As in the foregoing, the internal voltage Vint has a positive temperature characteristic. The resistance value R4 of resistor 1430 in reference voltage generation circuit 1400 is therefore set to a large value so that the internal voltage Vint is located below the burn-in point at a normal ambient temperature To as indicated by line Vint (T=To) in FIG. 21, and above the burn-in point at an ambient temperature TB for burn-in test as indicated by line Vint (T=TB).

In the internal down converter as illustrated in FIG. 18, when V4≦Vext≦V3, the internal voltage Vint is equal to (1+R15/R16)·Vo. When Vext<V3, the voltage Vint is equal to (1+R15/R16)·Vrefb. When Vext>V3, since the reference voltage Vref is selected so that the value (1+R15/R16)·Vrefb is smaller than the burn-in point at the normal ambient temperature To, the external voltage Vext (=V3) increases when the reference voltage Vref exceeds the voltage Vo. More specifically, since the internal voltage Vint is equal to (1+R15/R16)·Vo, and the range in which it is constant with respect to the external voltage Vext, in other words the range represented by V4≦Vext≦V3 is expanded, and therefore a larger margin is obtained.

It is noted that although resistors 1430 and 1416 are formed of the same material, from equation (24), a resistance material having a temperature coefficient α4 giving the following relation can be utilized.

(1+α5·ΔT)·(1+α4·ΔT)/(1+.alpha.3·ΔT)<1(ΔT>0)                   (25)

A wiring material utilizing a different material such as a metal thin film can be used for such a resistance material having the temperature coefficient α4, and in some cases the channel resistor or diffusion resistor of a transistor having a low temperature coefficient can be utilized although it is not generally used.

Although the present invention has been described and illustrated in detail, it is clearly understood that the same is by way of illustration and example only and is not to be taken by way of limitation, the spirit and scope of the present invention being limited only by the terms of the appended claims.

Patent Citations
Cited PatentFiling datePublication dateApplicantTitle
US4484331 *Jan 23, 1984Nov 20, 1984Rca CorporationRegulator for bias current of semiconductor laser diode
US4613809 *Jul 2, 1985Sep 23, 1986National Semiconductor CorporationQuiescent current reduction in low dropout voltage regulators
US4677369 *Sep 19, 1985Jun 30, 1987Precision Monolithics, Inc.CMOS temperature insensitive voltage reference
US4954769 *Feb 8, 1989Sep 4, 1990Burr-Brown CorporationCMOS voltage reference and buffer circuit
US5087891 *Jun 11, 1990Feb 11, 1992Inmos LimitedCurrent mirror circuit
US5103158 *Apr 8, 1991Apr 7, 1992Oki Electric Industry Co., Ltd.Reference voltage generating circuit
US5153500 *Aug 19, 1991Oct 6, 1992Oki Electric Industry Co., Ltd.Constant-voltage generation circuit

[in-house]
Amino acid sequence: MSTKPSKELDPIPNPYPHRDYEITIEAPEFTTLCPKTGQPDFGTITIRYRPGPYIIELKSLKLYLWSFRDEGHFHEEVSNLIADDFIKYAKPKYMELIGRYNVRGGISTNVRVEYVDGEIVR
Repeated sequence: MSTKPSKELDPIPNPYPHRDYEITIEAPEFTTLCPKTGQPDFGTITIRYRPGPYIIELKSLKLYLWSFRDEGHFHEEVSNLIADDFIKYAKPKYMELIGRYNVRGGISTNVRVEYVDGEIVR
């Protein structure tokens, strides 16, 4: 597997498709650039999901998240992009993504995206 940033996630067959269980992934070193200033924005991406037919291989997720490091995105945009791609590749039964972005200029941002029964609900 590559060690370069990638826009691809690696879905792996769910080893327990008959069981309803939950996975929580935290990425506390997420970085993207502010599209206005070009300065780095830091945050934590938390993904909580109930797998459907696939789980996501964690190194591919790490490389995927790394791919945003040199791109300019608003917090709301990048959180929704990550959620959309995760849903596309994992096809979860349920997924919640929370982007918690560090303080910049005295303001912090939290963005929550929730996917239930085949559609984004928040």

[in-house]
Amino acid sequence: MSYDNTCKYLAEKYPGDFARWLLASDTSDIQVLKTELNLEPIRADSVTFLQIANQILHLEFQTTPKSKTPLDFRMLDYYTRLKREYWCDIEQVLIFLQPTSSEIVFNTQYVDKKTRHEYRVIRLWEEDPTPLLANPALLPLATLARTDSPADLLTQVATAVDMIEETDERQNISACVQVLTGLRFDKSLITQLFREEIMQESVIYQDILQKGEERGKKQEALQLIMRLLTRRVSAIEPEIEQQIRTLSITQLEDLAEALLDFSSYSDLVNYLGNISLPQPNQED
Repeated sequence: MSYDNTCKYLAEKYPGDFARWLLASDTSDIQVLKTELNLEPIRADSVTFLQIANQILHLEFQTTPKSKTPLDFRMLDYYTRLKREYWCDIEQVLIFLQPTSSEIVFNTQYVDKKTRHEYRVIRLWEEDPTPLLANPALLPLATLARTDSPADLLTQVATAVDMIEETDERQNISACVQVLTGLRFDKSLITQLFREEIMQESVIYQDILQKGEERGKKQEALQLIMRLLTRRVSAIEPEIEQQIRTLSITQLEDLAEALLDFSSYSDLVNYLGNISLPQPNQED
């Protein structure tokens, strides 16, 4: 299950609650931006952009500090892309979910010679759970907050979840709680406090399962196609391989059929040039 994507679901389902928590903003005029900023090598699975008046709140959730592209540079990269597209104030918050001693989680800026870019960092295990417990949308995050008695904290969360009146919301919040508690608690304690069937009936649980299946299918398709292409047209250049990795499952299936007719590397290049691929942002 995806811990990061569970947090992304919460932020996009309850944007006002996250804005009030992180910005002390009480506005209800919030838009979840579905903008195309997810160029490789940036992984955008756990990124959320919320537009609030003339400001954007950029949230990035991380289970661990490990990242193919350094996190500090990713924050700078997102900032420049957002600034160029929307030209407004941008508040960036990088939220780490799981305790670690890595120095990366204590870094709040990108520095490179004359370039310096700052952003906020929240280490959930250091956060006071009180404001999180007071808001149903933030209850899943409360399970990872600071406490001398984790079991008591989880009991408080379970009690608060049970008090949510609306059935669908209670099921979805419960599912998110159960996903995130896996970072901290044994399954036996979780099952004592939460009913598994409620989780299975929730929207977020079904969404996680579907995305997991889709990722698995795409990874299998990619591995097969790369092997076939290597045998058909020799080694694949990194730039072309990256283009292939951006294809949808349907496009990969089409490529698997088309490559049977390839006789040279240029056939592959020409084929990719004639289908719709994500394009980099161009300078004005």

US5249155 *Jan 10, 1992Sep 28, 1993Mitsubishi Denki Kabushiki KaishaSemiconductor device incorporating internal voltage down converting circuit
US5339272 *Dec 21, 1992Aug 16, 1994Intel CorporationPrecision voltage reference
DE2830826A1 *Jul 13, 1978Jan 24, 1980Licentia GmbhElektronik-einrichtung zur drehzahlregelung eines universalmotors
DE3806968A1 *Mar 3, 1988Jul 20, 1989Bregenhorn Buetow & CoMethod and circuit arrangement for generating a regulated compensating voltage from a higher input DC
DE3830573A1 *Sep 8, 1988Apr 13, 1989Gazelle Microcircuits IncHalbleitereinrichtung
DE4124427A1 *Jul 23, 1991Dec 17, 1992Samsung Electronics Co LtdSchaltung zum erzeugen einer inneren versorgungsspannung
DE4226047A1 *Aug 6, 1992Feb 25, 1993Samsung Electronics Co LtdEine interne spannungsversorgung erzeugender schaltkreis
DE4226048A1 *Aug 6, 1992Feb 25, 1993Samsung Electronics Co LtdElektrisch programmierbarer zur internen stromversorgungserzeugung geeigneter schaltkreis
JPH02245810A * Title not available
JPH03196317A * Title not available
JPS5663237A * Title not available
JPS5970217A * Title not available
Non-Patent Citations
Reference
1Hidaka, Hideto et al., "A 34-ns 16-Mb DRAM with Controllable Voltage Down-Converter", IEEE Journal of Solid-State Circuits, Jul. 1992, pp. 1020-1027.
2 *Hidaka, Hideto et al., A 34 ns 16 Mb DRAM with Controllable Voltage Down Converter , IEEE Journal of Solid State Circuits, Jul. 1992, pp. 1020 1027.
3Horiguchi, Masashi et al., "Dual-Regulator Dual-Decoding-Trimmer DRAM Voltage Lmiiter for Burn-in Test", IEEE Journal of Solid-State Circuits, Nov. 1991, pp. 1544-1549.
4 *Horiguchi, Masashi et al., Dual Regulator Dual Decoding Trimmer DRAM Voltage Lmiiter for Burn in Test , IEEE Journal of Solid State Circuits, Nov. 1991, pp. 1544 1549.
5Watanabe, Yohji et al., "On-Chip Supply Voltage Conversion System and Its Application to a 4Mb DRAM", Conference on Solid State Devices and Materials, 1986, pp. 307-310, no month.
6 *Watanabe, Yohji et al., On Chip Supply Voltage Conversion System and Its Application to a 4Mb DRAM , Conference on Solid State Devices and Materials, 1986, pp. 307 310, no month.
Referenced by
Citing PatentFiling datePublication dateApplicantTitle